If you don’t know what a domestic partnership is, it refers to a gay couple. As you can imagine, there are some tax issues that pertain to a homosexual couple. For example, what’s their marital status? Not all states recognize a gay marriage. In some states (like California), you can’t marry but you can be registered as domestic partners. The Federal government does not view gay couples as married. So would you choose “single”, “married” or “single parent” when filling up your tax return form? The Internal Revenue Service has ruled that the federal Defense of Marriage Act 1996, disallows same-sex couples from filing jointly – or as married filing separately – on federal returns. Thus, domestic partners can either choose a tax authority to defy or file state tax returns that are completely different from their federal returns.
For example, under California law, domestic partners could combine their income and then file jointly or split the combined income and deductions and file two nearly identical "married filing separately" returns. But under federal law, each partner would list his or her own income and deductions. If the partners have children, they must decide who would claim the children as dependents.
Insofar as declaring taxable income is concerned, the task of filling up federal and state tax forms may pose a problem depending on which state you’re in. For example, if you’re in California, your state tax returns (Form 540) must bear the same income as stated in your federal tax return forms. Therefore, if you chose to file jointly under California law, your joint income would not be applicable for federal return forms because you would have to file as separate individuals since the federal government does not recognize same sex couples as married.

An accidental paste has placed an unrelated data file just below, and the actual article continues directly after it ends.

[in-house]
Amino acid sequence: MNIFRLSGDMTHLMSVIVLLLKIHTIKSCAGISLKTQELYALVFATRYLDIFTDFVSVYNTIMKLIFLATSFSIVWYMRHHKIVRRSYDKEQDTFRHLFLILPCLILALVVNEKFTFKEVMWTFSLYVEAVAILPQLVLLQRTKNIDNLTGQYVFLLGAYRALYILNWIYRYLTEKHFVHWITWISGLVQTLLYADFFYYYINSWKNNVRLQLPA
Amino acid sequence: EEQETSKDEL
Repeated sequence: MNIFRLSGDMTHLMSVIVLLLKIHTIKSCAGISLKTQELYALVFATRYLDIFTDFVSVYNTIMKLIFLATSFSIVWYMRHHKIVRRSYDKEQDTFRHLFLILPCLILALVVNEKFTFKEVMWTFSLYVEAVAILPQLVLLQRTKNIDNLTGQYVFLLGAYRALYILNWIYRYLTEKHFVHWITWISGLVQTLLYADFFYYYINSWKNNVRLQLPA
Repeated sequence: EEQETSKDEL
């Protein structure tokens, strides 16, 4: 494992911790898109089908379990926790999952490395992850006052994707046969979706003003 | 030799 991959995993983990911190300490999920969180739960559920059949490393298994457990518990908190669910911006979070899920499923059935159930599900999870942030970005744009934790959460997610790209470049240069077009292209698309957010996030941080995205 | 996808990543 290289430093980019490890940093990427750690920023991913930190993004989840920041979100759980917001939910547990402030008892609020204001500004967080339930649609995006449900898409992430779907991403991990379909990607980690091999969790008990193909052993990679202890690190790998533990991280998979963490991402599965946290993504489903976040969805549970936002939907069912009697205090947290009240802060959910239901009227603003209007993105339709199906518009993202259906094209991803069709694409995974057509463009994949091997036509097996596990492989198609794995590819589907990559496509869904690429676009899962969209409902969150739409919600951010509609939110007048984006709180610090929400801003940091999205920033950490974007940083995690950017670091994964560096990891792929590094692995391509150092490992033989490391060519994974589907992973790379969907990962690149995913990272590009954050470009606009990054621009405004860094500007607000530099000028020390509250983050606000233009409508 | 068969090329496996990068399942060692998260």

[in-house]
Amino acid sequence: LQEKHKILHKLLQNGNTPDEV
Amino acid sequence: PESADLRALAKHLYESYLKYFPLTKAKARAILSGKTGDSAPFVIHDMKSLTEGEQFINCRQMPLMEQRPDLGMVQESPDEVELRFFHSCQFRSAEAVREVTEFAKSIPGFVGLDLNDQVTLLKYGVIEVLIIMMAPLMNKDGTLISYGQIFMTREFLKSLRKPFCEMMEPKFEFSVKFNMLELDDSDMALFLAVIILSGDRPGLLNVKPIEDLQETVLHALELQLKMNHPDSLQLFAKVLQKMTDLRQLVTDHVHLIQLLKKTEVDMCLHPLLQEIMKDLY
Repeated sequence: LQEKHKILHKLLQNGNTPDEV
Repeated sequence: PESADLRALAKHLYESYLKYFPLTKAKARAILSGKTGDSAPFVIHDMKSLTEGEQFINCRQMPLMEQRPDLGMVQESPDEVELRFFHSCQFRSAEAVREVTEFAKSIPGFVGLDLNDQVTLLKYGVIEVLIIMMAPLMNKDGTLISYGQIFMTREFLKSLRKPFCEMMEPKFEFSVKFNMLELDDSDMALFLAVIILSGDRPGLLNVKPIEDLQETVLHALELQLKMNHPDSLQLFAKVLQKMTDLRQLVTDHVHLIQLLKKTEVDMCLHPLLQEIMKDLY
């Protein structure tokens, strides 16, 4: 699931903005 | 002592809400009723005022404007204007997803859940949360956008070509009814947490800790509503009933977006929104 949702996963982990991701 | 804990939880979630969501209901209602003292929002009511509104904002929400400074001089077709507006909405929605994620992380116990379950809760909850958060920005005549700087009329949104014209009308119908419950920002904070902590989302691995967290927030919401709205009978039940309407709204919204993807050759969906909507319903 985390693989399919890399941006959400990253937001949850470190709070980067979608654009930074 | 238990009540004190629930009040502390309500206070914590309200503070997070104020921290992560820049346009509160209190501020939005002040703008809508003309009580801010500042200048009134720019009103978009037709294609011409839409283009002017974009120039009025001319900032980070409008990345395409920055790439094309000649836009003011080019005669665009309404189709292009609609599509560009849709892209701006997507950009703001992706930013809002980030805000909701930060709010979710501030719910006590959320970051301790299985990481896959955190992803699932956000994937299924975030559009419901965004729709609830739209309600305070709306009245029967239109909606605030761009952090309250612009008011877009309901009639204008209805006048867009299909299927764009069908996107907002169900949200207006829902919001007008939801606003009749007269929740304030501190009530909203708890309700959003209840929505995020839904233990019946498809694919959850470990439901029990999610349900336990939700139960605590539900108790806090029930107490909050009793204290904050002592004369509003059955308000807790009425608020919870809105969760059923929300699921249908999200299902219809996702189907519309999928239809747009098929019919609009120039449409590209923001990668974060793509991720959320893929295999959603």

Another tax issue arises when one of the partners passes away. Under current federal estate tax laws, if you’re a married couple you are completely exempted from estate taxes when one spouse dies. So when the husband dies, his assets go to his wife and the wife is not subject to estate tax. But after she dies, then estate tax becomes payable. However, with domestic partners there's no such exemption from estate taxes.
Also, in a community-property state (like California), there's a question about ownership of the assets. This is because community-property laws assume that married couples (including domestic partners) are equal owners of most assets like a house. But because the federal government doesn't recognize domestic partnerships, it assumes that the house is owned by only the person whose name is on the title deed.
Hence, if a domestic couple say in California owns a $1 million house and one partner dies, is the entire $1 million subject to estate duty tax or only $500,000?